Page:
The Corner

Politics & Policy

Maybe Joe Manchin Really Is Threatening to Leave the Democratic Party

Sen. Joe Manchin in Washington, D.C., January 19, 2021 (Greg Nash/Reuters)

David Corn of Mother Jones has an exclusive report claiming that Joe Manchin is threatening to leave the Democratic party — not to become a Republican, but to re-register as an “American Independent.” Here is the core of Corn’s story:

He told associates that he has a two-step plan for exiting the party. First, he would send a letter to Sen. Chuck Schumer, the top Senate Democrat, removing himself from the Democratic leadership of the Senate. (He is vice chairman of the Senate Democrats’ policy and communications committee.) Manchin hopes that would send a signal. He would then wait and see if that move had any impact on the negotiations. After about a week, he said, he would change his voter registration from Democrat to independent. It is unclear whether in this scenario Manchin would end up caucusing with the Democrats, which would allow them to continue to control the Senate, or side with the Republicans and place the Senate in GOP hands.

There are three possibilities here: (1) Manchin is seriously considering leaving the Democrats; (2) Manchin wants it known that he is thinking about this, and that trial balloon (laundered through a progressive outlet) is intended to create ambiguity and put pressure on Democrats to his left to make concessions to keep him; (3) Corn’s sourcing is bad and none of this is happening. All three are equally plausible.

It is no secret that Manchin is out of step ideologically with much of the rest of his party, and that he represents a deep-red, MAGA Country state in which it is useful for him to be seen to be out of step ideologically with Democrats. Electorally, becoming an independent would free Manchin from the risk of a party primary, cement his un-Democrat brand, and put West Virginia Democrats over the same barrel that Alaska Republicans have long been over with Lisa Murkowski: Running a three-way race with Manchin in the center risks flipping the seat to the other party, with a very low chance of holding it behind anyone other than Manchin. At the same time, as an independent, Manchin would also be immune to a Republican primary challenge.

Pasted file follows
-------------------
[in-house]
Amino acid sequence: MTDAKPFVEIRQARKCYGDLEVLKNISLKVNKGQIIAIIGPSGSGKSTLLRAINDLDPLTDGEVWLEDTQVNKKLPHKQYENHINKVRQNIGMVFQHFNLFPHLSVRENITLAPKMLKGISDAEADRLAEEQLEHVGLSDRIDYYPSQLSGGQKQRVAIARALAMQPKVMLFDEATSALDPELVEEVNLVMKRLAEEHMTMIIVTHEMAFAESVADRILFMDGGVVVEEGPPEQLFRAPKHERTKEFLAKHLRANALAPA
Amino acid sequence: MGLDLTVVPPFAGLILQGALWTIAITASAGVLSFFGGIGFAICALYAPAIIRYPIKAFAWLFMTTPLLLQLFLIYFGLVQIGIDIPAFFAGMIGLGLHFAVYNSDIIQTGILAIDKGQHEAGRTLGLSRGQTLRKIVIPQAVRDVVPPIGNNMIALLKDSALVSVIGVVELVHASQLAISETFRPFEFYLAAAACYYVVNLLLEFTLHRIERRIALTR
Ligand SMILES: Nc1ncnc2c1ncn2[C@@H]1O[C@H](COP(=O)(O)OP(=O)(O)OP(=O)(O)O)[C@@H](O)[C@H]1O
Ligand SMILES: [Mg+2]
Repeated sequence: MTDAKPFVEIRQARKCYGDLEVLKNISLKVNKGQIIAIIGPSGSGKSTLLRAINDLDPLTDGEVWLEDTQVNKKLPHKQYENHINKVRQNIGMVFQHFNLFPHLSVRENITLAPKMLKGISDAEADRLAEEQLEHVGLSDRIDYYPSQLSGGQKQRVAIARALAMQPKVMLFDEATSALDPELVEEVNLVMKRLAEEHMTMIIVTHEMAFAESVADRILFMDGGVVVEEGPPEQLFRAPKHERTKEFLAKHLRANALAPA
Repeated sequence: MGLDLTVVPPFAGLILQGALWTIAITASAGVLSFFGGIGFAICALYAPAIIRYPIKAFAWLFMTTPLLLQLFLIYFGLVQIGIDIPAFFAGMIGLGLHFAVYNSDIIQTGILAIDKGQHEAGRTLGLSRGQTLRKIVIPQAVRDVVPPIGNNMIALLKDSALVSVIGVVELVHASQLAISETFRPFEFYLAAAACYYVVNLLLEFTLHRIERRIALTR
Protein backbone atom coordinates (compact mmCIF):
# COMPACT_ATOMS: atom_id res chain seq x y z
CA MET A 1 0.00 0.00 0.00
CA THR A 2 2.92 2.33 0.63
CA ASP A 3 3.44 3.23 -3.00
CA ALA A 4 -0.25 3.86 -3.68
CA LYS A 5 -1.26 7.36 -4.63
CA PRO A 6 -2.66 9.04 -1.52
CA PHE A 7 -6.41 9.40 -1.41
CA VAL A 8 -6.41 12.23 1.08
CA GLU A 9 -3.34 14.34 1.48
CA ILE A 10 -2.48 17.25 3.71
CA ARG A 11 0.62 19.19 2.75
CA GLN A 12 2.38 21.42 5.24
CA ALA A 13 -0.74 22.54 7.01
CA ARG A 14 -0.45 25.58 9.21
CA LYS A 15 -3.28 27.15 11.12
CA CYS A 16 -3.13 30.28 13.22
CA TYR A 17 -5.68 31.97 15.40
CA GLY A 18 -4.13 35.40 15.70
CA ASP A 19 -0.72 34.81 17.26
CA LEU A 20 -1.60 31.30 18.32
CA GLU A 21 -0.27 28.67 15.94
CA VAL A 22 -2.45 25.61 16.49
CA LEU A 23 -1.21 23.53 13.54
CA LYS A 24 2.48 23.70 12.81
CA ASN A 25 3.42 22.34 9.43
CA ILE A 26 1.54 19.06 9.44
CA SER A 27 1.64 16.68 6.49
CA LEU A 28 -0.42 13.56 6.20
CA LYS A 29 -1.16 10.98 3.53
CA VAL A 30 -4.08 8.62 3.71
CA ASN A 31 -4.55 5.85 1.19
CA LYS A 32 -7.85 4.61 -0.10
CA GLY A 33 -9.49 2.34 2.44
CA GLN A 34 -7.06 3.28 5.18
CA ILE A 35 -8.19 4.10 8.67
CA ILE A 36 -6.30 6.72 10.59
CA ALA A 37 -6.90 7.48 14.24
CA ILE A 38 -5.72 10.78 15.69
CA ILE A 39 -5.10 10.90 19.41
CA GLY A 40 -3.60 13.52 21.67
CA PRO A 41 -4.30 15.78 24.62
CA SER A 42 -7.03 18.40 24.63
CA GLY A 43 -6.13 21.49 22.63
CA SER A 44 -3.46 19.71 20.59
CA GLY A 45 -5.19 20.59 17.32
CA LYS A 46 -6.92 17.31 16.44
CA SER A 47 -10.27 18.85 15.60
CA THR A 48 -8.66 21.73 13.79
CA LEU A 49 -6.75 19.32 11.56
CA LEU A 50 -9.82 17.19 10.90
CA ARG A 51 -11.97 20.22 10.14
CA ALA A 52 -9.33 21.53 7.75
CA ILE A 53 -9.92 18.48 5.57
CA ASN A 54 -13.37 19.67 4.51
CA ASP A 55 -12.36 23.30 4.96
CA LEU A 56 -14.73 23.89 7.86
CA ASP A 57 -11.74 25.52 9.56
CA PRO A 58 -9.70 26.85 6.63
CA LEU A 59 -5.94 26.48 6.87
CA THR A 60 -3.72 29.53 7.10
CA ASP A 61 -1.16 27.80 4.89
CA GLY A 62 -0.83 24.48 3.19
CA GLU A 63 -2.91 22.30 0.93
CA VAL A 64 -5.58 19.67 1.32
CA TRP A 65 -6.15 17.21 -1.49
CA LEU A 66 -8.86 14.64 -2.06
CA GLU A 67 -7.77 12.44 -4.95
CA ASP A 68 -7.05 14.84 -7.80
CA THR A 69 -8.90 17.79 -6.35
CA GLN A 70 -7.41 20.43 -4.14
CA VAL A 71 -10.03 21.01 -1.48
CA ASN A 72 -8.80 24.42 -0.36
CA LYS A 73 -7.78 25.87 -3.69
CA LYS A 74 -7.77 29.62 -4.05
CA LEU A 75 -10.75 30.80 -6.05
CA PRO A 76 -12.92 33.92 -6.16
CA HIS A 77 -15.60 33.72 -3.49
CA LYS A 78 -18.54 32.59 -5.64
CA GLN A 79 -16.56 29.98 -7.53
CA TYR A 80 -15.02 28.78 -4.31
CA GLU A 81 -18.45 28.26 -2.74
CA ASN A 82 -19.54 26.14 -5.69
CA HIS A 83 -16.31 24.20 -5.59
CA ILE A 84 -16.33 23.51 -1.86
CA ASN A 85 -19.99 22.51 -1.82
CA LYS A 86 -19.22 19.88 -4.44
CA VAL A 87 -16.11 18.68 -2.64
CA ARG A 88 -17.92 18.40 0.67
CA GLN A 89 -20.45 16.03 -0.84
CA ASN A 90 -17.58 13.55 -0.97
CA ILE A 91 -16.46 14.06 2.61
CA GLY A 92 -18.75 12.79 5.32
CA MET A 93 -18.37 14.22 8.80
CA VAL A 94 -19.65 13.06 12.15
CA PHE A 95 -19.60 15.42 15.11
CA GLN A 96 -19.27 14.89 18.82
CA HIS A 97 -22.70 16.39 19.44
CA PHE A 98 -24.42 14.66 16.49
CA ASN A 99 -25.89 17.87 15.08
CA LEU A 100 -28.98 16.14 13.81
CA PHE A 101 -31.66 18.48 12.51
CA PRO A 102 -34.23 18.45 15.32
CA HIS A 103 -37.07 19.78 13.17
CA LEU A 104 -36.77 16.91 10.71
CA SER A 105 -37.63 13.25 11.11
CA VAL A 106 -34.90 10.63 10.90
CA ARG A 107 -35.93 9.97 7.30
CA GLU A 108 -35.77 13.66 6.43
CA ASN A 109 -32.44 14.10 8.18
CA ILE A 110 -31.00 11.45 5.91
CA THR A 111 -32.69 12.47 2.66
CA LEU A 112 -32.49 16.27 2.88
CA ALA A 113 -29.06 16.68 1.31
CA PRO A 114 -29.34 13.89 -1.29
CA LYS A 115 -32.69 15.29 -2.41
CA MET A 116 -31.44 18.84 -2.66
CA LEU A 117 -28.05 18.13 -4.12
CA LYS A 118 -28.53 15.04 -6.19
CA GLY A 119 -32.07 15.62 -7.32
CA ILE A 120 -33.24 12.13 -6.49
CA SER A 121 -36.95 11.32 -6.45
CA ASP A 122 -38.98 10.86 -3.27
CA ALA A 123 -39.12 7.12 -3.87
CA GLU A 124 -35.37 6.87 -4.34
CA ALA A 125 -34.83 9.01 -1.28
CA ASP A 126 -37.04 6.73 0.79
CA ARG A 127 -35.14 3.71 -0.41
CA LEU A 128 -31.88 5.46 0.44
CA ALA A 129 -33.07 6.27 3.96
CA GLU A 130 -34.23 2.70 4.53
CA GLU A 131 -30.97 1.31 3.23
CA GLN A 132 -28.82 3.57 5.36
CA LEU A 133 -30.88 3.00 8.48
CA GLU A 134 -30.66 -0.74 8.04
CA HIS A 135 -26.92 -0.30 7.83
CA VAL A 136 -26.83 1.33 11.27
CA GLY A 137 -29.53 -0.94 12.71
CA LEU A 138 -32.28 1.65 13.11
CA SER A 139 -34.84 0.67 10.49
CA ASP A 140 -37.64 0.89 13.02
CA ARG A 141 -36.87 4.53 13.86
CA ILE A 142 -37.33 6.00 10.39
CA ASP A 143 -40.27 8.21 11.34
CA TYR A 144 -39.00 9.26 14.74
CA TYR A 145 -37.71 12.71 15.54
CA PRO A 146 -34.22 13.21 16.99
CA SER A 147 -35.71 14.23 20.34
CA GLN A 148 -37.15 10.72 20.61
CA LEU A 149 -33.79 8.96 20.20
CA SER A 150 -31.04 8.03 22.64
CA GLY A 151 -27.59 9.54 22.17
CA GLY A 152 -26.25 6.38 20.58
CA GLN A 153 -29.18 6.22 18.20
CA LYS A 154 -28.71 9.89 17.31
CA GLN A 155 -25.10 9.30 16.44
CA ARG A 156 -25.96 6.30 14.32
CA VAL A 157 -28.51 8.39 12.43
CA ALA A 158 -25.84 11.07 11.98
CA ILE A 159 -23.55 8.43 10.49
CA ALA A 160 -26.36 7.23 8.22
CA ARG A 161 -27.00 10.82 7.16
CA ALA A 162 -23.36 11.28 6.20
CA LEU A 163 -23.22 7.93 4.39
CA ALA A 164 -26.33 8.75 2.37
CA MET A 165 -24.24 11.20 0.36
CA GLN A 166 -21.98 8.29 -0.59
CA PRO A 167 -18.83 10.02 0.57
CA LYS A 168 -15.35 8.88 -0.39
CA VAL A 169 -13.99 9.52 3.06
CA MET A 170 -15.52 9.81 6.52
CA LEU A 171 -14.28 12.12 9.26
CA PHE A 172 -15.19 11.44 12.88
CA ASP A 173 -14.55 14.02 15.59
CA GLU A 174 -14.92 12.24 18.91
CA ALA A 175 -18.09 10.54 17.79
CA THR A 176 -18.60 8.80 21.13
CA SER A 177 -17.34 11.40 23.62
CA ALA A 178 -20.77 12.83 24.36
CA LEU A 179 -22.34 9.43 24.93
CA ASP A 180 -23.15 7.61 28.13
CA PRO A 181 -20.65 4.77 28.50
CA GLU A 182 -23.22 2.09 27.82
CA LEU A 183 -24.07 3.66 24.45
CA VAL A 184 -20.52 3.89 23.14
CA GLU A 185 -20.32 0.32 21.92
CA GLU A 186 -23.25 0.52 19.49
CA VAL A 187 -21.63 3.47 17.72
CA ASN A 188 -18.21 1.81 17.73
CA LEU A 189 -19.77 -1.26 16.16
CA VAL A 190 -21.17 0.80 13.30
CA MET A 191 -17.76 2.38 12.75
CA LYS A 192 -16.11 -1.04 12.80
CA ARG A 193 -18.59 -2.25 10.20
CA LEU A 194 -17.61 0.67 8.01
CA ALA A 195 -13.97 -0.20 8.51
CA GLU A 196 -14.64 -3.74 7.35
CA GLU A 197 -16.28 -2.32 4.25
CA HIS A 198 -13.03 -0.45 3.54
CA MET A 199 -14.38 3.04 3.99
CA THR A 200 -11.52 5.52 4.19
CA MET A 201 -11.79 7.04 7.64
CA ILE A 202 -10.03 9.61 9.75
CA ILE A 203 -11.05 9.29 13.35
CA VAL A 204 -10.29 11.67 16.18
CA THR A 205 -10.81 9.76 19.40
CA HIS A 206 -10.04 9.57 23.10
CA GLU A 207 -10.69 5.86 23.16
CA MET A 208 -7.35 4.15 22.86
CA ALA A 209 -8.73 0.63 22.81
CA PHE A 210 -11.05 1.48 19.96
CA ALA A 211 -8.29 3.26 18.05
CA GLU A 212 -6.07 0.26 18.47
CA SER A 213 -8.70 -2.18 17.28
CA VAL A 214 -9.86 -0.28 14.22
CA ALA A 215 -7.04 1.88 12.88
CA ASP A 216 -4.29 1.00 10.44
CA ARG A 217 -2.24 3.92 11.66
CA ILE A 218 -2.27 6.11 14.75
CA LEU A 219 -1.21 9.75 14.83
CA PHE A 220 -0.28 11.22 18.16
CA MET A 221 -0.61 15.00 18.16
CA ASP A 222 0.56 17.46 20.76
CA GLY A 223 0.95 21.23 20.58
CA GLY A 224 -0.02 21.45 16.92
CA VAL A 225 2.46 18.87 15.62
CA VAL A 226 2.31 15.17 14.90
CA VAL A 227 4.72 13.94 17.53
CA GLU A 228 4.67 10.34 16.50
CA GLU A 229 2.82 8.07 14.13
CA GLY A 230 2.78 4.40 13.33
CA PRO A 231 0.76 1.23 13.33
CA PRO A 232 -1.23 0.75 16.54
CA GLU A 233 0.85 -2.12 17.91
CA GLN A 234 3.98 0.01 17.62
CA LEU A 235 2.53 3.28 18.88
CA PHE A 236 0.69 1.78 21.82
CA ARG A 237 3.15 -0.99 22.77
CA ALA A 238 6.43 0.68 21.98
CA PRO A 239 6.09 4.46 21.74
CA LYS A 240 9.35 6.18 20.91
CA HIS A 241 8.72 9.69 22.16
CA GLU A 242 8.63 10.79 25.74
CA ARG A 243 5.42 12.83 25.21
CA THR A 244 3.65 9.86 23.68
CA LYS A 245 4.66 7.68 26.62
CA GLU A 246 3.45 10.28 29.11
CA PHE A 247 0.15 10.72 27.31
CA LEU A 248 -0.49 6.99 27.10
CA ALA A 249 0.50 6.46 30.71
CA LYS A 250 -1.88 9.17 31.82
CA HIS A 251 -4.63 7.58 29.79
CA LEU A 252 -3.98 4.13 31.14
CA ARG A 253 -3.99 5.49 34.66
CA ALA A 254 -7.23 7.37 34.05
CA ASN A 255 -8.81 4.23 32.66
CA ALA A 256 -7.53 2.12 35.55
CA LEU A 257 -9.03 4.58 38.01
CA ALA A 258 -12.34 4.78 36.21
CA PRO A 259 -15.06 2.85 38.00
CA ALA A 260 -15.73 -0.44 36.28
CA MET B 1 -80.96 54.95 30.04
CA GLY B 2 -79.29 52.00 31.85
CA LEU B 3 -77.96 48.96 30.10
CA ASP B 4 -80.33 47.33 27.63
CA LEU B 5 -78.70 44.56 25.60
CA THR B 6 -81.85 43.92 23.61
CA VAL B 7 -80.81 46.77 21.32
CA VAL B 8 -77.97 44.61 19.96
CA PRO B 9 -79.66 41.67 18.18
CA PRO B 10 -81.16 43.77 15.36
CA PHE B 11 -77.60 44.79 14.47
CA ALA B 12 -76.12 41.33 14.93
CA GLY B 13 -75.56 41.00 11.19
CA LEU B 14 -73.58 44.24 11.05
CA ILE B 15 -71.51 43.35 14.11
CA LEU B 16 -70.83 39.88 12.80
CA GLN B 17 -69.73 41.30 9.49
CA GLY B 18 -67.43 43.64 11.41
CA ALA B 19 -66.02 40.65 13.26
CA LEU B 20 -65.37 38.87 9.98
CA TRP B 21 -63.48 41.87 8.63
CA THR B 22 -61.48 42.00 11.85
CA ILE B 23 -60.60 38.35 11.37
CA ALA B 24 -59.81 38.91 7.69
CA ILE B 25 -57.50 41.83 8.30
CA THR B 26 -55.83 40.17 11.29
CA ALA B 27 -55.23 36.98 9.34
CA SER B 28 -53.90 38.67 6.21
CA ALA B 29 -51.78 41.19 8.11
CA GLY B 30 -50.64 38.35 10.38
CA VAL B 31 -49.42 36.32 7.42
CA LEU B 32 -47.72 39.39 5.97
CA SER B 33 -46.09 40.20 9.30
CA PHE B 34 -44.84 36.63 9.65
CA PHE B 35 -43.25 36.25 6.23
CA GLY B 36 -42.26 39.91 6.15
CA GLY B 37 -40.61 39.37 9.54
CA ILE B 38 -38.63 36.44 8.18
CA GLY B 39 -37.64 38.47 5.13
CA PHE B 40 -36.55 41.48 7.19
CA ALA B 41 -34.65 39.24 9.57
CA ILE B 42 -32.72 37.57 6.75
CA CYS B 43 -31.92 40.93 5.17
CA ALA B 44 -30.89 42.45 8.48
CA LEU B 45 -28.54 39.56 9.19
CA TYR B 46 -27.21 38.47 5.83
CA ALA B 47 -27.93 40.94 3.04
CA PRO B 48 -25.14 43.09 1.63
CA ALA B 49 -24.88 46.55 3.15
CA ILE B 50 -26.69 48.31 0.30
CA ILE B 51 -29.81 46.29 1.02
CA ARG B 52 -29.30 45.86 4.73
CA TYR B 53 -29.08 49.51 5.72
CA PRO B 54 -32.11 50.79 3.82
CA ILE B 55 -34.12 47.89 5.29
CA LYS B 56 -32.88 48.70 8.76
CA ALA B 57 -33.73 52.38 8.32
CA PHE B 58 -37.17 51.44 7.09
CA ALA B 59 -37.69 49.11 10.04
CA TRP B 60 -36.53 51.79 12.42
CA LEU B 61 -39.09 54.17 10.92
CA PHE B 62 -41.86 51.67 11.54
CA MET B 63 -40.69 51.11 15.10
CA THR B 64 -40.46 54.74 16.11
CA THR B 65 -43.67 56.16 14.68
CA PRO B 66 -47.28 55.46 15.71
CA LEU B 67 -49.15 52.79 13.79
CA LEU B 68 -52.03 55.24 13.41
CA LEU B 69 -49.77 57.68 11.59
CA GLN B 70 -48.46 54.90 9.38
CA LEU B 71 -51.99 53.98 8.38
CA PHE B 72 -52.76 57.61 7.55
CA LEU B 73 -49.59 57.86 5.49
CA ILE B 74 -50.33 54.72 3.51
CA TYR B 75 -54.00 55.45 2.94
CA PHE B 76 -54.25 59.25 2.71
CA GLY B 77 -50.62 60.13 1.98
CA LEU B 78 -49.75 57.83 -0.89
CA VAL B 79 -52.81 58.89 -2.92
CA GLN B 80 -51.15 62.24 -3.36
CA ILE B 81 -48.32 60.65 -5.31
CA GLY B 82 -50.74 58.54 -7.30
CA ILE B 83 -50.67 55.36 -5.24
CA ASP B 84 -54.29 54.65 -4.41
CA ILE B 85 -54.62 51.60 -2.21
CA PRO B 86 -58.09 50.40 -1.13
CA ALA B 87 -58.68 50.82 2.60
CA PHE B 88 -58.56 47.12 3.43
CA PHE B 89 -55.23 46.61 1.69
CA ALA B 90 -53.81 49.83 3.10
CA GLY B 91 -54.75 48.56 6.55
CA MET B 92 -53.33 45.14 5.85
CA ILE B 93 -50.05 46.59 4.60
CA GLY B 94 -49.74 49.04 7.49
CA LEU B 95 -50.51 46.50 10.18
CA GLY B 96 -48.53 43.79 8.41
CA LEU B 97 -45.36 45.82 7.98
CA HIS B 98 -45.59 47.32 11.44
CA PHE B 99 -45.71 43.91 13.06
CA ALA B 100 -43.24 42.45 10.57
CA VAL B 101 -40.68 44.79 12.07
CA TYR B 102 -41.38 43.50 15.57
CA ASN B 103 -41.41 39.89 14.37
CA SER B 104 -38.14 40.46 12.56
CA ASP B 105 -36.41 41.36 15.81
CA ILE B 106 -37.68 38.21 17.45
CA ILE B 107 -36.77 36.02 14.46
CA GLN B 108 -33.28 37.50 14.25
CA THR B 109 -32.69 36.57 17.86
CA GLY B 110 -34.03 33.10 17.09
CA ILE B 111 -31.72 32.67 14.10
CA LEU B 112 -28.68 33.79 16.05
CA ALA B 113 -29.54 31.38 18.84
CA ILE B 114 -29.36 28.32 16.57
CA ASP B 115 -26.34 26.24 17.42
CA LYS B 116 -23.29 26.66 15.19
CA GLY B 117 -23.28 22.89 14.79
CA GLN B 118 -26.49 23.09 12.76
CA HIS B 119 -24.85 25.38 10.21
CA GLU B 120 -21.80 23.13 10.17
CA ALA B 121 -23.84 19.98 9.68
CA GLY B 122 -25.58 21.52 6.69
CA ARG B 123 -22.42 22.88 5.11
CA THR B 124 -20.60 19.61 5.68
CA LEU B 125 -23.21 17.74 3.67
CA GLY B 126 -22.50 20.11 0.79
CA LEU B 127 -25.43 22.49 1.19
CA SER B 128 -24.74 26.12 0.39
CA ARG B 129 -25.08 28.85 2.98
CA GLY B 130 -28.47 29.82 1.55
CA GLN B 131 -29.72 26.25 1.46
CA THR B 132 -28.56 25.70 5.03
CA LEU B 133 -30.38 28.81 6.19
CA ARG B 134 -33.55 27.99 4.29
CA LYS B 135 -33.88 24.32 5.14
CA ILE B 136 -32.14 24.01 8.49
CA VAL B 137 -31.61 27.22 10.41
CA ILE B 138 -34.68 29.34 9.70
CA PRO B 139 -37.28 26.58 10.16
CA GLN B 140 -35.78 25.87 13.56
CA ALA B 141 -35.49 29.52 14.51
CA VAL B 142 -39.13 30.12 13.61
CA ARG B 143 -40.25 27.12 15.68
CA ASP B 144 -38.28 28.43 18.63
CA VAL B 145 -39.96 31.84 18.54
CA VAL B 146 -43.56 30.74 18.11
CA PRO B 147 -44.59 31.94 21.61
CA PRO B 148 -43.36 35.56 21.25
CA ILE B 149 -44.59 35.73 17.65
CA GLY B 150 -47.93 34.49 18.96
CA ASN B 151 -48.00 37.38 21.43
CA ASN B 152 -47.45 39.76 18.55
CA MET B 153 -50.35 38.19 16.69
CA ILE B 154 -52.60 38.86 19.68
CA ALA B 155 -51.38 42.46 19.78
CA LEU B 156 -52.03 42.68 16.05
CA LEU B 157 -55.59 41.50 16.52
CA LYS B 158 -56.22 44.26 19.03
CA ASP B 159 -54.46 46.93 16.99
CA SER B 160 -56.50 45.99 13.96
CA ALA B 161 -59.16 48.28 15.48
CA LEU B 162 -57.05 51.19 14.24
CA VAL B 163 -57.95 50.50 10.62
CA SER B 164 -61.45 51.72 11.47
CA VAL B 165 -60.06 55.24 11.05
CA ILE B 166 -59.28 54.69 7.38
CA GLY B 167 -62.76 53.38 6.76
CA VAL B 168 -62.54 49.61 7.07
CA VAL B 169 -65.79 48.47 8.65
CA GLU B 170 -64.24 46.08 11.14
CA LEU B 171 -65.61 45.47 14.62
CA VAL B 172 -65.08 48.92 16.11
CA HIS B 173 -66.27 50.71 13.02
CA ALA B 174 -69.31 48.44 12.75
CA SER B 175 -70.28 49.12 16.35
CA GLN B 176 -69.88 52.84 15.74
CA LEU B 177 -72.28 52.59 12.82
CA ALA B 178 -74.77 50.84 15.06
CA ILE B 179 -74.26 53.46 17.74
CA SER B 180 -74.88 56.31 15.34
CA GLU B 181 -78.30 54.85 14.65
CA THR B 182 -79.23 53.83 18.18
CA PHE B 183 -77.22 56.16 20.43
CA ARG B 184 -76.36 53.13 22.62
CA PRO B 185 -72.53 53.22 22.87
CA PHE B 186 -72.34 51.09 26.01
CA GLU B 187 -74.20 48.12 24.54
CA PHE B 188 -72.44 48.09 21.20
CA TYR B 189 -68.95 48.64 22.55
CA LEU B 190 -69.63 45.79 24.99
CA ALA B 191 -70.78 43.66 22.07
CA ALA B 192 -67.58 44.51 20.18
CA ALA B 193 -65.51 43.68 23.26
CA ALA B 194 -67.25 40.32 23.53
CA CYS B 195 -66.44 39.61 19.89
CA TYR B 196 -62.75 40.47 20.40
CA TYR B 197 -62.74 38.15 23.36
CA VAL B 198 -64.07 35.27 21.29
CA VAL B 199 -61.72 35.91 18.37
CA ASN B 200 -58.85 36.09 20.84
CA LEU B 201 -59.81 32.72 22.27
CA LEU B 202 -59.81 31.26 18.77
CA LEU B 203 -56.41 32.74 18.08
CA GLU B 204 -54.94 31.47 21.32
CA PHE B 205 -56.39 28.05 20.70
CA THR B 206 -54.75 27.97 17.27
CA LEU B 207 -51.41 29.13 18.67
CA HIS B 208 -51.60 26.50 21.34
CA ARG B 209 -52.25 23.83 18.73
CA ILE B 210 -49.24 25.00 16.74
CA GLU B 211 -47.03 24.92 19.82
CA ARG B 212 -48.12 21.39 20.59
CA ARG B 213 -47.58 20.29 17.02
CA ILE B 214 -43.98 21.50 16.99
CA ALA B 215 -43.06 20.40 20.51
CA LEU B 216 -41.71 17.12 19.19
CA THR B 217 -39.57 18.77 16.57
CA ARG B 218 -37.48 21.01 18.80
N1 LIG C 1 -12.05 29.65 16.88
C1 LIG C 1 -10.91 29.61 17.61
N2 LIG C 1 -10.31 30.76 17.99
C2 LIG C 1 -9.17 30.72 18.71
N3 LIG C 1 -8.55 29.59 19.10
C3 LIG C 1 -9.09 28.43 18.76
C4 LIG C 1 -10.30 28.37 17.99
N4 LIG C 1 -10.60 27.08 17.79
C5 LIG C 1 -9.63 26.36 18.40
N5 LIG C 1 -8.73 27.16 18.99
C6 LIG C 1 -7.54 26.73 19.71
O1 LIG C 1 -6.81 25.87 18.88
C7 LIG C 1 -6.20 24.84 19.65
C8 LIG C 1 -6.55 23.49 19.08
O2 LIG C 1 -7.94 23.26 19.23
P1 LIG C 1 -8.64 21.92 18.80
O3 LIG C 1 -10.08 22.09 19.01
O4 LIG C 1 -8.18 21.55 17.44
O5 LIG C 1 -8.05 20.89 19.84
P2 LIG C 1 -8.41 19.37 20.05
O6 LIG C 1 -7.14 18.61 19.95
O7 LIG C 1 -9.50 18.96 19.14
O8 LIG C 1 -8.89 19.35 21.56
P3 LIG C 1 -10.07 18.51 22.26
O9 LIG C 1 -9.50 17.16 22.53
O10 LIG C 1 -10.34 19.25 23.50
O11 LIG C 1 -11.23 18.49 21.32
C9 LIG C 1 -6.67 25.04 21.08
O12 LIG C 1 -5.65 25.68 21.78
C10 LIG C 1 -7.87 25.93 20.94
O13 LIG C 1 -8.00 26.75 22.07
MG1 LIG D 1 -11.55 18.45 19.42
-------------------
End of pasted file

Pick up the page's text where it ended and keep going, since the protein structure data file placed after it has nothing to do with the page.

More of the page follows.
Manchin’s electoral position could be quite precarious when he is up for reelection again in 2024. In 2018, Manchin was held below 50 percent of the vote in a Democratic wave year, and only beat West Virginia attorney general Patrick Morrisey by 19,000 votes in a race where the Libertarian candidate got 24,000 votes. Had he not voted for Brett Kavanaugh’s confirmation, Manchin would very likely have lost. In 2024, with presidential turnout and Democrats controlling the White House, the West Virginia electorate will likely be redder than it was in 2018. Playing the center off against both sides could be Manchin’s only hope for survival.

Notice, however, that thus far, this is all about party registration. The far more important and unanswered question in a 50–50 Senate is whether Manchin would do what Jim Jeffords did in 2001 and leave his party’s caucus, thus throwing control of the Senate from Chuck Schumer to Mitch McConnell. The politics of that is much more complex, and even if we assume that Corn is correctly reporting this story, it would seem that Manchin prefers to keep everyone guessing. I would not bank on it happening unless we hear it from Manchin himself.

UPDATE: Manchin emphatically denies the story and denies planting it. Which doesn’t foreclose either possibility — politicians deny their own leaks and plans all the time — but it does make it less likely that Corn has his story right.

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